NEW YORK (Reuters) - Last year looks like it was an unwelcome watershed for the embattled U.S. coal industry.
Power companies in 2015 for the first time may have burned more natural gas than coal to generate electricity, according to analysts who attribute it to the cheapest gas prices in 16 years and a record number of coal-fired plants retired from service because of the high cost of meeting environmental regulations.
Data from the U.S. Energy Information Administration showed that power plants used more gas than coal to produce electricity in five of the first 10 months of 2015, including the last four months data was available - July, August, September and October.
While EIA does not forecast that gas produced more electricity than coal in 2015, some analysts conclude it did because gas in November and December traded at the lowest levels for the entire year, prompting more substitution in what was already an unrivaled year for coal-to-gas switching.
Coal has been the primary source of fuel for U.S. power plants for the last century, but its use has been declining since peaking in 2007, which is expected to continue as the federal government imposes rules to limit carbon emissions.
EIA said gas produced a record high 37 million megawatt hours per day of electricity on average during the first ten months of 2015. Coal, meanwhile, produced about 39 MWh per day. One megawatt is enough to power about 1,000 U.S. homes.
By December the price of gas had plumbed $1.92 per million British thermal units, the lowest level since 1998.
EIA does not yet have final figures for November and December 2015, but consultancy PIRA Energy Group said its preliminary estimates showed gas topped coal in both months.
“That had a lot to do with the collapse of gas prices during the last two months of 2015 due primarily to weak heating demand,” said Greg Shuttlesworth, executive director natural gas at PIRA.
Thomson Reuters Analytics estimated economic coal-to-gas switching in November and December averaged 8.7 billion cubic feet of gas per day versus 6.1 bcfd for first 10 months of 2015.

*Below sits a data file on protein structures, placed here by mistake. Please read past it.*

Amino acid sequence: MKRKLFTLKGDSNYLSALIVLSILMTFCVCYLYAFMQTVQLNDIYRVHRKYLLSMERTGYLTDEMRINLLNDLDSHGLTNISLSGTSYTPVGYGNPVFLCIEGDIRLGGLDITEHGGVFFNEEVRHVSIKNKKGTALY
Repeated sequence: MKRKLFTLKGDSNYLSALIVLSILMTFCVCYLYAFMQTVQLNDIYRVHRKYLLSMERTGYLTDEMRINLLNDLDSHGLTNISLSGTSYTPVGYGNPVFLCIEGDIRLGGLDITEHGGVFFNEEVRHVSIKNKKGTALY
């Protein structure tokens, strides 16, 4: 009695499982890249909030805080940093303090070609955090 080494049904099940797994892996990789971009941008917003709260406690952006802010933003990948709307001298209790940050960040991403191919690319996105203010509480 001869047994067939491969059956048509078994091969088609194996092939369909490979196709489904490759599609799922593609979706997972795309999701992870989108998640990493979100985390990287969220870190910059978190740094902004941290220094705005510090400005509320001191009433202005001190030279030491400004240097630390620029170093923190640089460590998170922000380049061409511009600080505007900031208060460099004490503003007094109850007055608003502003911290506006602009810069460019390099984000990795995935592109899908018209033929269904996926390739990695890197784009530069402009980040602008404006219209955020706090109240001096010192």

“It’s likely the power sector produced more electricity with gas than coal in 2015. But rather than focus on which fuel generated the most power last year, it’s amazing enough that they are close to equal,” said Chris Kostas, senior power and gas analyst at Energy Security Analysis Inc (ESAI) in Massachusetts.
COAL IN DECLINE
Ten years ago, coal produced 50 percent of the nation’s power supply, while gas accounted for just 19 percent. Now, both fuel about 33 percent, according federal energy data.
The next biggest sources of power production last year were nuclear, at 19 percent, and non-hydro renewables, such as wind and solar, at 6 percent, EIA said.
As part of his effort to fight climate change, President Barack Obama last week ordered a pause on issuing new coal mining leases on federal land, which account for about 40 percent of U.S. coal production.
Gas fuel however is not without controversy. Production from shale formations using horizontal drilling and hydraulic fracturing, which provided much of the growth in output over the past decade, has contaminated some waterways and raised earthquake concerns.
The power sector consumed a record 26.4 bcf of gas per day on average last year, according to Thomson Reuters Analytics. Coal used to generate power is expected to have fallen 11 percent from 2014 to 754 million short tons, its lowest level since 1988, according to federal data.
It was not supposed to be that way. EIA in April 2015 forecast in its Annual Energy Outlook that coal would remain the nation’s dominant fuel for power generation until at least 2040.
The coal industry had been battered in recent years by competition from cheap gas and clean-air regulations that have raised costs for burning the dirty black rock.
Last week, Arch Coal Inc, the nation’s second biggest coal company, filed for bankruptcy - the latest mining company to seek protection from creditors in the current downturn.
“The trend in favor of gas is here to stay. Generators are adding more gas plants while retiring older coal plants,” said Kostas.
In 2015, U.S. power companies retired over 15,000 MW of coal plants, as inexpensive gas lowered what they could charge for electricity and made it uneconomic to upgrade coal plants to meet stricter federal environmental rules.
Reporting by Scott DiSavino; Editing by Alden Bentley
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